Freedom Tree finds new life in unique instrument
By DEVIN HEILMAN /firstname.lastname@example.org | Updated 2 days ago
COEUR d’ALENE – If you’re wondering what happened to the Freedom Tree that towered over McEuen Park for several decades, you may want to perk up your ears.
Wood from the Freedom Tree has been used to create a “harp guitar,” a unique, two-necked instrument which is a combination of a harp and a guitar. Freedom Tree wood has been used on the exterior of the instrument as well as the bracing on the inside, which makes up a large part of the sound.
“It’s how the instrument is voiced,” said Dave Powell of Sandpoint.
Powell and his brother, Anthony, constructed what they call the “Freedom Harp” at Tonedevil Guitars, their luthier shop in Sandpoint. Dave said the idea came about a couple years ago during a jam session when they heard the Freedom Tree would be felled. A friend suggested they procure some of its wood for the special instrument.
“We wanted to make sure that this memory lives on,” Dave said. “This is one of the ways to honor those fallen heroes and the ones who are still around.”
“The other inspiration is that our dad is a Vietnam veteran,” he added.
The Freedom Harp is currently on display downstairs in the Coeur d’Alene Library, where visitors can view it during the month of September. The Powell Brothers will feature it in a “sneak peek” showcase concert at the library at 6:30 p.m. Sept. 29, preceding numerous harp guitar festivities at North Idaho College that weekend.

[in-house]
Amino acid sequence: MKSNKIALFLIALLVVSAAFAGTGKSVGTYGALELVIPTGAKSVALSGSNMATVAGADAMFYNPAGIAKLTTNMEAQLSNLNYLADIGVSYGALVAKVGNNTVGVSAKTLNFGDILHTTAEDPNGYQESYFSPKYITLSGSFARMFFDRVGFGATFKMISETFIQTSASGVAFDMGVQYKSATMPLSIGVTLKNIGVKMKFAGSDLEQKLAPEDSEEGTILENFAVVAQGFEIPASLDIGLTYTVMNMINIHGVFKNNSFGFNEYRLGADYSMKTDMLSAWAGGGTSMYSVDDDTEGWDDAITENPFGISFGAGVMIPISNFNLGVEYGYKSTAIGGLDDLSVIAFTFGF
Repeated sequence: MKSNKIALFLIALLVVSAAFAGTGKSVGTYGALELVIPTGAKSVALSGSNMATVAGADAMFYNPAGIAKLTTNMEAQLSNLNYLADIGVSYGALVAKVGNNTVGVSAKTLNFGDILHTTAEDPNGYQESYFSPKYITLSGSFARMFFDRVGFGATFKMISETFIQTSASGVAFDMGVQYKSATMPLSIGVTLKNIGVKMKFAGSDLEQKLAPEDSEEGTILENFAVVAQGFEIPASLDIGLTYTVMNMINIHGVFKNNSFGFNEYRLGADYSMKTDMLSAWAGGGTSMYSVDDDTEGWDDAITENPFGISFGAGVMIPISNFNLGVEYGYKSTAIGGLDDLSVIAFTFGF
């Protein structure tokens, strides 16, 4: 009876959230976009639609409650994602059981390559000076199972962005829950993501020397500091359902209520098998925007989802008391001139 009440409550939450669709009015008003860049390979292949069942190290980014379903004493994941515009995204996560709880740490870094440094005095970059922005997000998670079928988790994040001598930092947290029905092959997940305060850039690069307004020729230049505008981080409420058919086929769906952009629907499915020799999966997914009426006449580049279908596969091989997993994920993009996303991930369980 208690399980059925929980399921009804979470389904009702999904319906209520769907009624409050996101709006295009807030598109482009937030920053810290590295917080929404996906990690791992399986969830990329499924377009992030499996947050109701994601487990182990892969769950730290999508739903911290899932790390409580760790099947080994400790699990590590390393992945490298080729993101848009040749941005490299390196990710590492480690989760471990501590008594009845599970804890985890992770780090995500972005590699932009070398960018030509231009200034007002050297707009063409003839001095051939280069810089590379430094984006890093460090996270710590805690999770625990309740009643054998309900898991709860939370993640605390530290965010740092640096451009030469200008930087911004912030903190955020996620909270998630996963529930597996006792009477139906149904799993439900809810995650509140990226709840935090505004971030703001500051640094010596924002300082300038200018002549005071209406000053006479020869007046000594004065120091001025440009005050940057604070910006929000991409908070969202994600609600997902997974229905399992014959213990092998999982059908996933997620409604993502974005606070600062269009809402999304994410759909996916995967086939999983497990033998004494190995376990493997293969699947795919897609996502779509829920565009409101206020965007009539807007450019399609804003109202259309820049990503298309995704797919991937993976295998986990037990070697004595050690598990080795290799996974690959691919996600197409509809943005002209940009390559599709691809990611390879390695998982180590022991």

At 7:30 p.m., Oct. 4, the Powell Brothers will co-headline the 12th annual Harp Guitar Gathering in NIC’s Schuler Performing Arts Center. Dave and Anthony have attended every gathering since 2005 and were asked by organizers to host this year’s event. It changes location each year and has been held in cities such as Dallas, Indianapolis, Williamsburg and Portland.
“We just thought Coeur d’Alene is a great place for conferences like this,” he said.
Dave said although it takes place in the U.S., it is really an international event because it draws musicians, scholars, luthiers and fans from all over the world, including countries such as Japan, France, Canada and Germany. A variety of harp guitars will be present, including a display of vintage instruments. The weekend will be full of presentations, performances and clinics made possible by the nonprofit Harp Guitar Foundation.
“It’s the only time in the world you’ll ever see that many performers performing on harp guitars,” Dave said.
Harp guitar master Stephen Bennett and a veteran friend wrote a patriotic song for Bennett to play especially on the Freedom Harp during the gathering.
“He’s just a real heavyweight guitarist,” Dave said. “He’s a fantastic player.”
Among the headliners for the concert are Bennett; finger-style expert Alex de Grassi, who will perform a short set; arch guitar prodigy Jon Mendle; Jeff Titus of San Francisco showcasing his Fred Carlson harp sympitar; and KPBX “Guitar Hour” radio host Leon Atkinson, who will debut on his new classical harp guitar.
The Oct. 4 concert is $20 general admission, $10 for veterans and seniors and free for students with IDs. Tickets can be purchased at Kelly’s Irish Pub and Lundin’s Violins in Coeur d’Alene, Eve’s Leaves in Sandpoint or online at www.thepowellbrothers.com.
Concluding the weekend will be a recital at 3 p.m., Oct. 5 in Boswell Hall Rehearsal Room 102 for up-and-coming harp guitarists to showcase their talents. The recital is open to the public.
For preregistration, schedule of events and info: www.harpguitargathering.com.